Sanofi inks a $4.2B diabetes deal, playing pipeline catch-up with Novo and Lilly

Sanofi CEO Olivier Brandicourt

Sanofi ($SNY) signed a deal worth up to $4.2 billion to get its hands on a trio of diabetes treatments from South Korean drugmaker Hanmi Pharmaceutical, filling out its pipeline as it contends with rivals Novo Nordisk ($NVO) and Eli Lilly ($LLY).

Under the agreement, Sanofi is paying Hanmi €400 million ($435 million) up front and promising €3.5 billion ($3.8 billion) in milestone payments in exchange for worldwide rights to three long-acting therapies. Leading the haul is efpeglenatide, a late-stage GLP-1 agonist designed to promote the body's natural production of insulin, followed by a weekly insulin analog and a fixed-dose combination of the two. Hanmi is in line for double-digit royalties on eventual sales, and the company has the right to co-commercialize each treatment in South Korea and China.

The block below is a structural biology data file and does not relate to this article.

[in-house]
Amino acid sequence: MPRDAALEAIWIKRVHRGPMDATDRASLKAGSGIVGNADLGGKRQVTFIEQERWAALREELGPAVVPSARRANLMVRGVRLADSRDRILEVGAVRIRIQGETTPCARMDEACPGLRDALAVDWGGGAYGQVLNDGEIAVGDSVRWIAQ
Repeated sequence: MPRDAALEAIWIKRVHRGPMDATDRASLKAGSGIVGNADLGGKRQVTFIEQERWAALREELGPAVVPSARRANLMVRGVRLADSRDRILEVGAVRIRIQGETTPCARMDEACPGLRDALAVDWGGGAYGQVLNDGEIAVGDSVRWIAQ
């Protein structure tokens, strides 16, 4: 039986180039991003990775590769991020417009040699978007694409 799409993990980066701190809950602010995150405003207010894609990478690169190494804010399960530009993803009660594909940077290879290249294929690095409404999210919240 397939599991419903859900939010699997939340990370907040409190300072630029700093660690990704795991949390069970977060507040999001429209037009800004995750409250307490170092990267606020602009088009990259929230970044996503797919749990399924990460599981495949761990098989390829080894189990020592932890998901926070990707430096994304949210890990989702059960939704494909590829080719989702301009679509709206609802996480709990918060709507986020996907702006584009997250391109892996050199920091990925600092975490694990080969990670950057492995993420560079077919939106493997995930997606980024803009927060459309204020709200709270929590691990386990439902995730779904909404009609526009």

For Sanofi, the move is an effort to fortify its diabetes pipeline amid a global race for dominance in the field. The company's lead GLP-1 treatment, lixisenatide, is finally ready for FDA submission after years of delay, poised to enter a market now ruled by Novo's blockbuster Victoza and crowded with agents from Lilly, GlaxoSmithKline ($GSK) and AstraZeneca ($AZN). And Novo is moving through Phase III development with semaglutide, a weekly GLP-1 agent, and is finally back on track with a fixed-dose combination of long-acting insulin and Victoza.

Sanofi is coping with a sea change in diabetes that has its long-time cash cow, the insulin Lantus, ceding ground around the globe. Last week, the company revealed that it expects diabetes sales to slip about 7% in 2015 and decline well into 2018, as new products including the inhaled insulin Afrezza and Lantus heir Toujeo underperform expectations.

As for Hanmi, the company has becoming an increasingly popular partner for Western drugmakers looking to expand their pipelines. In March, Lilly agreed to pay Hanmi as much as $690 million for the rights to an early-stage autoimmune therapy tabbed for Phase II development. Four months later, Hanmi signed a $730 million deal with Boehringer Ingelheim to hand over a midstage cancer therapy.

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